Weekly Review — April 5, 2011, 12:00 am

Weekly Review

[Image: Babylonian lion, 1875]

In response to the burning of a Koran in Florida, riots broke out in the Afghan city of Mazar-i-Sharif, where a mob overran U.N. offices and killed seven staffers, and elsewhere, including Kandahar, where young men burned American flags, tires, cars, and a girls’ school. Terry Jones, the pastor whose church burned the Koran, defended the actions. “The time has come to hold Islam accountable,” he said. “It is not that we burn the Koran with some type of vindictive motive. We do not even burn it with great pleasure or any pleasure at all. We burn it because we feel a deep obligation to stay with the court system of America. The court system of America does not allow convicted criminals to go free.” General David Petraeus called the riots “every security force leader’s worst nightmare.”NYTimesNYTimesNYTimesNYTimesWall Street JournalAntigovernment forces failed to make inroads against Libyan leader Muammar Qadaffi despite ongoing bombing assistance by NATO forces; Britain announced it would not be offering immunity to defected Libyan foreign minister Moussa Koussa; and pro-Qadaffi forces laid land mines in Ajdabiya. At least two of Qadaffi’s seven sons were said to have made secret proposals to the British for the ouster of their father.NYTimesNYTimesNYTimesguardianNYTimesNYTimesA United Airlines flight was diverted to Chicago when three “Middle Eastern” men caused a minor disturbance: one fell ill and lay down in the aisle, another became agitated and paced the aisle, and an interpreter had trouble understanding the problem; other “strange” behaviors included passing notes and writing in a notebook.daily mail

Protests continued in Syria, where the government promised to install committees for investigating reform. President Basher al-Assad suggested that continuing protests were part of “plots that are being hatched against our country.”NYTimesNYTimesFighting escalated in Ivory Coast between troops loyal to president elect Alassane Ouattara and those loyal to incumbent Laurent Gbagbo. French forces took control of Abidjan’s airport, and the U.N. evacuated its workers in the country. NYTimesIndia beat Sri Lanka to win the World Cup of cricket for the first time in 28 years; during the semifinals, Indian prime minister Manmohan Singh invited Prime Minister Yousaf Raza Gilani of Pakistan to watch the match, spurring hopes for a diplomatic breakthrough between the two nations. As it became clear India would win, Mr. Singh clapped while Mr. Gilani “sat grim and silent.”bbcNYTimesA South Korean court sentenced a baker to 18 months in prison for trying to damage the reputation of a rival bakery by distributing a doctored photo of a bread loaf containing a dead rat. Donald Trump released his birth certificate for public scrutiny; it was found to be unofficial.Raw StoryFeed Proxy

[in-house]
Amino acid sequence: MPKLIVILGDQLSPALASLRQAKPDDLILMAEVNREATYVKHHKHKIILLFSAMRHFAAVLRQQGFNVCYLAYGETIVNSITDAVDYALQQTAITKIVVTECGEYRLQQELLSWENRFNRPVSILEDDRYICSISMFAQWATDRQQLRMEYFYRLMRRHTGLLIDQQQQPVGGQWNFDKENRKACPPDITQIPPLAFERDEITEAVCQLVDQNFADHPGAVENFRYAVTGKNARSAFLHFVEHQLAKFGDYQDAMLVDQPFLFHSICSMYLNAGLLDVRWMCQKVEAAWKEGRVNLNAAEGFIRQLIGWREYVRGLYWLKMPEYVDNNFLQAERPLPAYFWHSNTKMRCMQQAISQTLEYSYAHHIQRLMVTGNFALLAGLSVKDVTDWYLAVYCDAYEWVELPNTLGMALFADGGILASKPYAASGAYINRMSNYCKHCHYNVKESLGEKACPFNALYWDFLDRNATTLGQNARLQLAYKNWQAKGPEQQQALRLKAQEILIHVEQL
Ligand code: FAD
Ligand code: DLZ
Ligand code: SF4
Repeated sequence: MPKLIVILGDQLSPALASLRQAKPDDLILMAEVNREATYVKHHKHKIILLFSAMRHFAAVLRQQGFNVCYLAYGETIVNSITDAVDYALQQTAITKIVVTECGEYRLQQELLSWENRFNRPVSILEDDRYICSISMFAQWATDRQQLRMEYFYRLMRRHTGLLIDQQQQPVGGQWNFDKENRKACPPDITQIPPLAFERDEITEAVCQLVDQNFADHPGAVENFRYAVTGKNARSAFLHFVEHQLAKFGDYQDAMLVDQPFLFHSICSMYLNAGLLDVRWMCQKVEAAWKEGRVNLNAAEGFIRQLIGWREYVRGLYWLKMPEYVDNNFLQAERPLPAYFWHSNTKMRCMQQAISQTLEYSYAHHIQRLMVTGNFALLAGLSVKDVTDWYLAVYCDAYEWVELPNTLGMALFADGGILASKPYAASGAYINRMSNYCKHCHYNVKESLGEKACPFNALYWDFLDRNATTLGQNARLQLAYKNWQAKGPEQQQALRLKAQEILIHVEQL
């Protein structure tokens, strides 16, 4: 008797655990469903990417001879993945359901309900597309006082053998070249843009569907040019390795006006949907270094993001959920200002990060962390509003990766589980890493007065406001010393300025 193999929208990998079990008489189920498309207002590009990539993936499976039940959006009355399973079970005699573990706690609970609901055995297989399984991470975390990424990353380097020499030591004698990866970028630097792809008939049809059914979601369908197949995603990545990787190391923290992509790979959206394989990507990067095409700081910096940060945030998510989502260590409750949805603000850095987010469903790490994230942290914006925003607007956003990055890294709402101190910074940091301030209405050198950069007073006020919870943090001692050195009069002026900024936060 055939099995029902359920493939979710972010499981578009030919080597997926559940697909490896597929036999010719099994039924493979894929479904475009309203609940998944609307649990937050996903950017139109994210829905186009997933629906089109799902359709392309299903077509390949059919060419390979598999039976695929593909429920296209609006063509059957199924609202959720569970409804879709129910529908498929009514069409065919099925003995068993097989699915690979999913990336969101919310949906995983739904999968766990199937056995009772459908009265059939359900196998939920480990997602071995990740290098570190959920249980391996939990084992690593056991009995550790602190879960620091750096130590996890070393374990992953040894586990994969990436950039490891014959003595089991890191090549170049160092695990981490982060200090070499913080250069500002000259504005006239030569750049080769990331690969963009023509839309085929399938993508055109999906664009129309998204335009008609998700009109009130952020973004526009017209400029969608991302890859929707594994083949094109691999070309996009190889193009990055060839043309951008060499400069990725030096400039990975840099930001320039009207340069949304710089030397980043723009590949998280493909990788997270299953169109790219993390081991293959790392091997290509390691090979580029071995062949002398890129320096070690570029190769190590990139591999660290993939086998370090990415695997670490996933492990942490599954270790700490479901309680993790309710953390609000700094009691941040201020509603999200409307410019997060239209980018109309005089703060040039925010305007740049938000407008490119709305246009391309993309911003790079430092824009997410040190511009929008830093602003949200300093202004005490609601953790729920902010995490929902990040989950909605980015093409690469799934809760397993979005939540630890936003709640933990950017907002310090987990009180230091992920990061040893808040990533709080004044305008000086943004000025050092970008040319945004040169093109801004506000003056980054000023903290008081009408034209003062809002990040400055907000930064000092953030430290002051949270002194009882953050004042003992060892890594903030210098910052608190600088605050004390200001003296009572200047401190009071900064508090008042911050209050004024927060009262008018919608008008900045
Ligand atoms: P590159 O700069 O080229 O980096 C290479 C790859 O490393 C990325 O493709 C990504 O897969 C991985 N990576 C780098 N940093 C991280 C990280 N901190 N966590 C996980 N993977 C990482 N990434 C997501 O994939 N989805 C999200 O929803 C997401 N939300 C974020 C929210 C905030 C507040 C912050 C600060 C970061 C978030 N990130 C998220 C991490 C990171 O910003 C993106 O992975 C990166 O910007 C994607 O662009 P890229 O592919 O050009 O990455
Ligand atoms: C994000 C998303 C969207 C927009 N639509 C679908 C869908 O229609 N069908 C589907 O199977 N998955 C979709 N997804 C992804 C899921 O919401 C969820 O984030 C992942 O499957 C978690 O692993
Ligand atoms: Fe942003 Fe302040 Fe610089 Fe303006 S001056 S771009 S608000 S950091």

The Bronx Zoo lost and then found its Egyptian cobra, and South African authorities killed Fred, a baboon living at the tourist spot of Smitswinkel Bay, by lethal injection for repeatedly jumping into the cars of tourists and snatching their food and bags.Ny Daily NewsMetro UKArtist Ai Weiwei was detained at Beijing airport and his studio raided by police, and Maine governor Paul LePage proposed the removal of a mural at the state Department of Labor that depicts moments in the state’s labor history because it might make businessmen uncomfortable.ny review of booksguardianCharlie Sheen kicked off his “Violent Torpedo of Truth” tour in Detroit, where he started the show 45 minutes late, stumbled around the stage, screened his new video with Snoop Dogg, and ended the show abruptly; attendee Jack Green said, “I’m here to see him fall apart.”guardianA Texas prosecutor promised leniency in dealing with Willie Nelson’s latest arrest for marijuana possession. “You can bet your ass I’m not going to be mean to Willie Nelson,” Hudspeth County Attorney C.R. “Kit” Bramblett said. Bramblett’s plea offer includes a $100 fine and for Nelson to sing him “Blue Eyes Crying in the Rain.” The judge overseeing the matter, Becky Dean-Walker, insisted “my court is not a jester court, I understand that people are star-struck, I’m not one of them.”CNNIt was revealed that Fox News’s vice president, Bill Sammon, thought that his network’s repeated attempts during the 2008 election to brand Barack Obama a “socialist” were “mischievous speculation” that he believed to truly be “rather far-fetched.” dailybeastThe mayor of a northern French town had a sculpture of Marianne, France’s national symbol, removed because its breasts were too large. Said the sculptor, Catherine Lamacque, “I made the breasts prominent to symbolize the generosity of the Republic.”LA Times

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